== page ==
Leah Westfall can sense the presence of gold. It sings to her, thrumming and tingling. This secret talent helps keep her family afloat in their fading mining town in 1849 Georgia. When news of boundless California gold reaches town, her best friend Jefferson dreams of joining the burgeoning gold rush. Leah ignores the news—and Jefferson’s invitation to marry her and travel west together—until a sudden change of circumstances forces her to rethink her plans.
Dressed as a boy to avoid the dangerous man who’s searching for her, Leah begins her westward journey, first alone and then in the company of others. On this long and sometimes slow path, Leah and her companions face threats from buffalo, disease, raiders and the unforgiving landscapes of plains, mountains and the desert.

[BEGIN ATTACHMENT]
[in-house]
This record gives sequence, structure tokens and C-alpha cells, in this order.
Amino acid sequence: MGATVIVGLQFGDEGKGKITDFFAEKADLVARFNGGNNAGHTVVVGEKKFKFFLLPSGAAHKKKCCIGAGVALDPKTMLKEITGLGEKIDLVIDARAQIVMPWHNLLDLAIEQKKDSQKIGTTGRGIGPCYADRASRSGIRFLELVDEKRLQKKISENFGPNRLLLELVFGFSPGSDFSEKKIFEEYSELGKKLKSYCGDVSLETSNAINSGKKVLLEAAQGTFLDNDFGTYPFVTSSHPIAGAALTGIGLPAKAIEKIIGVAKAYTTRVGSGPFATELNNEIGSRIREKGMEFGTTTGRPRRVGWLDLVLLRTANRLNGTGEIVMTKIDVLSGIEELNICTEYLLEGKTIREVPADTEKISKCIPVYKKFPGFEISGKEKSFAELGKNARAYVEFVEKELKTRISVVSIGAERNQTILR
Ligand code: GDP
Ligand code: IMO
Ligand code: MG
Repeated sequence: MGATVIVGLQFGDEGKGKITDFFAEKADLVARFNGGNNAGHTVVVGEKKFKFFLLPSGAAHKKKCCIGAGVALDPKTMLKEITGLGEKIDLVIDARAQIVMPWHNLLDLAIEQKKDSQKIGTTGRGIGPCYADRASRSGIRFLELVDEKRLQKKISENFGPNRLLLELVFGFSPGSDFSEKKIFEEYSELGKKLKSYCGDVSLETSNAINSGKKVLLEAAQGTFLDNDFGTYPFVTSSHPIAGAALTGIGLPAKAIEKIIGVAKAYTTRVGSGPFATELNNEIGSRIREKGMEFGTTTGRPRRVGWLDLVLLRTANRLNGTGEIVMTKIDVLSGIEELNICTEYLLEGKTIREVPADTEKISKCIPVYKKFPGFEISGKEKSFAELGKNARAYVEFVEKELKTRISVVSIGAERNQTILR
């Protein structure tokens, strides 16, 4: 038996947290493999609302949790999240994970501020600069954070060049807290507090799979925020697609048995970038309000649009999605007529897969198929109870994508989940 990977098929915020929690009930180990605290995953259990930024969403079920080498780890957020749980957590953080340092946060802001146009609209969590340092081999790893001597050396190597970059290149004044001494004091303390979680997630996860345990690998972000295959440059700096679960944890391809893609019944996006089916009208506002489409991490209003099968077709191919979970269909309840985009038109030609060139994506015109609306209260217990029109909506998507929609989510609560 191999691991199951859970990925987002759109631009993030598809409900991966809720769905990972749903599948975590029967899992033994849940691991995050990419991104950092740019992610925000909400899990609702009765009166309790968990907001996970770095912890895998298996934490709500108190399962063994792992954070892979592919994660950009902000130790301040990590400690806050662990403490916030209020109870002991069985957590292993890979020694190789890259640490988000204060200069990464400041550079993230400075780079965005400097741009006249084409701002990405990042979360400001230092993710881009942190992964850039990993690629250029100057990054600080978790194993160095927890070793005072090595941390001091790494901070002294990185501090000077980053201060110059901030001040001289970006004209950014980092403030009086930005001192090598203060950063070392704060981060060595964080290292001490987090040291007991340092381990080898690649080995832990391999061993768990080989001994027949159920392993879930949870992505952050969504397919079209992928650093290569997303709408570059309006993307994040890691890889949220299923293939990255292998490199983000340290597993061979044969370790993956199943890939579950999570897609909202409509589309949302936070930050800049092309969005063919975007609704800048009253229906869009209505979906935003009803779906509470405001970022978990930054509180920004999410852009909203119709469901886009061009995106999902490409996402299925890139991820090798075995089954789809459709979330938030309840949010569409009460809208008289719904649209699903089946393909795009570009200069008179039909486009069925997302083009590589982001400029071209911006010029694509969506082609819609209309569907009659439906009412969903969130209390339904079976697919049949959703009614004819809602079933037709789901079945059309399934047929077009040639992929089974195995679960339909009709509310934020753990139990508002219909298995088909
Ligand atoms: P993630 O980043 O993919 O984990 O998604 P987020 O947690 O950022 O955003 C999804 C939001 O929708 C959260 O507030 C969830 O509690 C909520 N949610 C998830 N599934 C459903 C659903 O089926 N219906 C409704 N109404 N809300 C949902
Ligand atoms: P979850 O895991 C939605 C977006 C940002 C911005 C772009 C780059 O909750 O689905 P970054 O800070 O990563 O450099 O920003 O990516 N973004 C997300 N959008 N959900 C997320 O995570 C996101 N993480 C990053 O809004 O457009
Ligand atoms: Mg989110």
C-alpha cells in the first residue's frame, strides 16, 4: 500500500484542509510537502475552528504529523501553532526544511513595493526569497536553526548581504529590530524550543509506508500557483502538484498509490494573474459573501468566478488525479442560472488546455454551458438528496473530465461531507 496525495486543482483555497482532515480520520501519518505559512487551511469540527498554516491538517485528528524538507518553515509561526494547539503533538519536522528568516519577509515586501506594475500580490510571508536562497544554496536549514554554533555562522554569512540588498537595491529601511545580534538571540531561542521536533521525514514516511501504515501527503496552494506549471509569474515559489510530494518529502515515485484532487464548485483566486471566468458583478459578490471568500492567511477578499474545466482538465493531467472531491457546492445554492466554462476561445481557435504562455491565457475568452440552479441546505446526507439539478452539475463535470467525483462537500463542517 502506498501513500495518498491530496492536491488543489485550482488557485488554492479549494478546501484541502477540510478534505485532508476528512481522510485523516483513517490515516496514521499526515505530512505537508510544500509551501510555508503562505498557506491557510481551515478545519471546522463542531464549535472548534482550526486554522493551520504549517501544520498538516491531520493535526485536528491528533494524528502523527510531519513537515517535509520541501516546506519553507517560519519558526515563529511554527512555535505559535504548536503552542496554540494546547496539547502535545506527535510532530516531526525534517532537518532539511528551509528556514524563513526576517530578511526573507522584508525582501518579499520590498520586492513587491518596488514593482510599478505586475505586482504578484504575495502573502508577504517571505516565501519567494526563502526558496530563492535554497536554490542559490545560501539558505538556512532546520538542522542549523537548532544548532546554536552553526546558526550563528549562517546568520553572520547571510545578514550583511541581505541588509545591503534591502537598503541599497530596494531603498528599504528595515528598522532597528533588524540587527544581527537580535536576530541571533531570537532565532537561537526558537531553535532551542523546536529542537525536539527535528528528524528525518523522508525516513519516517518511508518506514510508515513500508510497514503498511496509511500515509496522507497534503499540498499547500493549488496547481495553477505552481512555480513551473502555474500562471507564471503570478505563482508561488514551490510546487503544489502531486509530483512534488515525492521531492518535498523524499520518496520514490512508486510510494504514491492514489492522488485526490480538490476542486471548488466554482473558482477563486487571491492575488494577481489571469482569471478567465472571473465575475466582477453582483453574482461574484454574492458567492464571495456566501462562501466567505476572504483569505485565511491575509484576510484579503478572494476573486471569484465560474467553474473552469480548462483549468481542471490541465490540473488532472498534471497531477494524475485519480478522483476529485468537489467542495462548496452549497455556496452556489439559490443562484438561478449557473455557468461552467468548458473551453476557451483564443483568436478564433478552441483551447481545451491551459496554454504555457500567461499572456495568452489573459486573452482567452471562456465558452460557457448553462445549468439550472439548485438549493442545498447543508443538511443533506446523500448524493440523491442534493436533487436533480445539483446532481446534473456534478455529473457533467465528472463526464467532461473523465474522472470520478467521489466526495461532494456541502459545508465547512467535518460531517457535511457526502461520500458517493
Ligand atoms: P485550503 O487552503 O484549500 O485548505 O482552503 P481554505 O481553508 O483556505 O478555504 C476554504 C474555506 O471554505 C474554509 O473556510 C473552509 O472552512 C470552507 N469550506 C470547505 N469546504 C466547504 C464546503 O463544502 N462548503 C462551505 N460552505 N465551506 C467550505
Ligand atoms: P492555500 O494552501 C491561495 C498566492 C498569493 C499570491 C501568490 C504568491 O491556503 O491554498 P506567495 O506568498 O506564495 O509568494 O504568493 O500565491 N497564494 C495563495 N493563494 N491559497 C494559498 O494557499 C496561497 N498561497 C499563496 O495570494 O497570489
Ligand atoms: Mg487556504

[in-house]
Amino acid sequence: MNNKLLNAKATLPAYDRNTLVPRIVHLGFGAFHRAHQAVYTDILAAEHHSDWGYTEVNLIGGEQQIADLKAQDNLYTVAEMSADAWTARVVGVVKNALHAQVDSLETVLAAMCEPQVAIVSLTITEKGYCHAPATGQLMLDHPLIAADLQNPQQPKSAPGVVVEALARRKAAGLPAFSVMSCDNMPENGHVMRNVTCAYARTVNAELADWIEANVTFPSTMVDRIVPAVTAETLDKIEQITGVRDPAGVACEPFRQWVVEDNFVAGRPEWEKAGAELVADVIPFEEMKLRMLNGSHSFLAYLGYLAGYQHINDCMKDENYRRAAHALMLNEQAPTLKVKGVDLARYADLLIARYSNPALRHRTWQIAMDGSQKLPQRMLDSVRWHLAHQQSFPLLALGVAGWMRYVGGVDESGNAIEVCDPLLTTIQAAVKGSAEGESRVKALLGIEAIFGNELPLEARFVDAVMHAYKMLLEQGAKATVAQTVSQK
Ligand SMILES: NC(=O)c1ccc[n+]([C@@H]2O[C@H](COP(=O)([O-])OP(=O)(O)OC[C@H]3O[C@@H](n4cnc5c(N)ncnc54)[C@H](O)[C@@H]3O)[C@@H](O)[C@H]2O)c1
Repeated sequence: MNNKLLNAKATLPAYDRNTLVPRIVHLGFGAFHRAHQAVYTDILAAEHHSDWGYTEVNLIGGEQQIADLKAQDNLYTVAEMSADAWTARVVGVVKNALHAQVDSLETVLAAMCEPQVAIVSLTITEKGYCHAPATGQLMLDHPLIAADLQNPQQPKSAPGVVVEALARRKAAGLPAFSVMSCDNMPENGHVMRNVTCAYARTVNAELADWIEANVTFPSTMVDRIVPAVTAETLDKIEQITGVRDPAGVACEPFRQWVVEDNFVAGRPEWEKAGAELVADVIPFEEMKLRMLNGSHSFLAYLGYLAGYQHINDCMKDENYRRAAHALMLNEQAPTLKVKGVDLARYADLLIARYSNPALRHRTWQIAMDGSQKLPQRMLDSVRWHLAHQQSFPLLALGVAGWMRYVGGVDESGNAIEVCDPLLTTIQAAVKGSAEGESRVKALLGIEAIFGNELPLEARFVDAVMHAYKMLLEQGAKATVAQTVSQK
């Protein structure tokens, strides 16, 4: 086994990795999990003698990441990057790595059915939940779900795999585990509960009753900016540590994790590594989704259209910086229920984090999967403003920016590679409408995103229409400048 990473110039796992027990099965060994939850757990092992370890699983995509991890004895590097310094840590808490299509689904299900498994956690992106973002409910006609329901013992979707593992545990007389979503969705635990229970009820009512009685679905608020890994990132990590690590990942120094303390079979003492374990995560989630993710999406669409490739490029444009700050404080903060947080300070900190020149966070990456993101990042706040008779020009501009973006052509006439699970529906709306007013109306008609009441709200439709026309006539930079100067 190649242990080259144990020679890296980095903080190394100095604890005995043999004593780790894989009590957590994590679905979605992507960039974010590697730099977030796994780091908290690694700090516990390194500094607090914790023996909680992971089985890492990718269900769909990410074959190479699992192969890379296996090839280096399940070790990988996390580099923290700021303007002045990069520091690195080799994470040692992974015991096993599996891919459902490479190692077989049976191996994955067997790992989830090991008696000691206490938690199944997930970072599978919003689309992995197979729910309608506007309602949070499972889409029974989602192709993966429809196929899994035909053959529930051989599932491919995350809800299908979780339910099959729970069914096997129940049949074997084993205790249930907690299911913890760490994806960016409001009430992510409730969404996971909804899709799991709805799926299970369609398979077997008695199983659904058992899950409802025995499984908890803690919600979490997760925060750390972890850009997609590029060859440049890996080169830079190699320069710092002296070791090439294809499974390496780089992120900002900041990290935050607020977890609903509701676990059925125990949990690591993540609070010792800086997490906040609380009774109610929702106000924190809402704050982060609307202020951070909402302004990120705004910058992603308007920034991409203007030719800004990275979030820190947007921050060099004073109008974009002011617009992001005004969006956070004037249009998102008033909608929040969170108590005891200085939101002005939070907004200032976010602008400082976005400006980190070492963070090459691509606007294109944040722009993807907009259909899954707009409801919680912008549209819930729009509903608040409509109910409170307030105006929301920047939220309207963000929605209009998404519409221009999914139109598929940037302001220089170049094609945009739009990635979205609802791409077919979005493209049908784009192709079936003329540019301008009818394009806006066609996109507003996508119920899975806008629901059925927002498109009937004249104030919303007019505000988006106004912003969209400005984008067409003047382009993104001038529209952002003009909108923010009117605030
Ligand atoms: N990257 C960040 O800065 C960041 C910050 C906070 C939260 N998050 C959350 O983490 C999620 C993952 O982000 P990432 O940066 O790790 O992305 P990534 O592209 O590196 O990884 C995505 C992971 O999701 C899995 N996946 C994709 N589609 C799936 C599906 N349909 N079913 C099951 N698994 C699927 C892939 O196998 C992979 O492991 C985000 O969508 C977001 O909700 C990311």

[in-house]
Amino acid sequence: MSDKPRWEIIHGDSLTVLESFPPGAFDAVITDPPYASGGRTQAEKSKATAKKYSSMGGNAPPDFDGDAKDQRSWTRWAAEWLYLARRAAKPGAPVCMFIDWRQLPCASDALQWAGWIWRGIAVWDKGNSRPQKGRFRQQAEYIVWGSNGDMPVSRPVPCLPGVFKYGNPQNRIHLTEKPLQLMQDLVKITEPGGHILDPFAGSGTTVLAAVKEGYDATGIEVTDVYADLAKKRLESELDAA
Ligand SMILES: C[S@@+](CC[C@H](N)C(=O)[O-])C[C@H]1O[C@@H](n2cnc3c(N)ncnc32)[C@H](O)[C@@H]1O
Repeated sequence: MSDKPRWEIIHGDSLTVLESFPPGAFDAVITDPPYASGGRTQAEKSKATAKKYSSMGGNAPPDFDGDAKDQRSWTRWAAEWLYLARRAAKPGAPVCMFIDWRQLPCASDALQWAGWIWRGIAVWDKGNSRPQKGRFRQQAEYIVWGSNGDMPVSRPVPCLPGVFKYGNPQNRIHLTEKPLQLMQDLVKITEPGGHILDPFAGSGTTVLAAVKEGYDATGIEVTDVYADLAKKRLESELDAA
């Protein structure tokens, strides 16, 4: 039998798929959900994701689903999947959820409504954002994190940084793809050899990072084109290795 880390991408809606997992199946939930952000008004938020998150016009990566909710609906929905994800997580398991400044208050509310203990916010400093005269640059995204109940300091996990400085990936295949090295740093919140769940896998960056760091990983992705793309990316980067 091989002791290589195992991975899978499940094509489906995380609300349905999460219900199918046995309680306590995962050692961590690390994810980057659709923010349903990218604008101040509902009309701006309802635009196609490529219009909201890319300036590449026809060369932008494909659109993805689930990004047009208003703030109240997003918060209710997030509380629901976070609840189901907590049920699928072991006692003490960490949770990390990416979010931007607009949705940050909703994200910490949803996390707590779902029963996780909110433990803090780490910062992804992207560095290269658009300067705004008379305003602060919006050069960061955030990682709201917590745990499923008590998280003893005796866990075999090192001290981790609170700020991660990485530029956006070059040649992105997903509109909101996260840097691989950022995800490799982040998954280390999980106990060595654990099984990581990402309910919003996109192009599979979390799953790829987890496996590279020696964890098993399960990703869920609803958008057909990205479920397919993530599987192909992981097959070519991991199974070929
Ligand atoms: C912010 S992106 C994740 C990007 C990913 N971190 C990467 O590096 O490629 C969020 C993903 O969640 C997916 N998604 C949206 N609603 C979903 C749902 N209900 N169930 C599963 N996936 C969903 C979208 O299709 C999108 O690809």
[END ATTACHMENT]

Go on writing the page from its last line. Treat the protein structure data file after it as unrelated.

Rae Carson, author of the Girl of Fire and Thorns series, uses Leah's disguise to tease out subtle issues of gender and identity, a process echoed by the ambiguities of Jefferson's mixed ethnicity. Like many books about American expansionism, Carson's depiction of Native Americans can be problematic. But the focus of the story is on Leah's evolving relationships with her traveling companions—as her secret gold-witching talent lurks in the background, springing up at odd times to both frustrate and assist her.
Teens looking for the fast-paced excitement of The Hunger Games won’t find it here. But those hoping for a thoughtful and satisfying work of historical fiction can anticipate two more volumes of Leah’s adventures.
Jill Ratzan matches readers with books in a small library in southeastern Pennsylvania.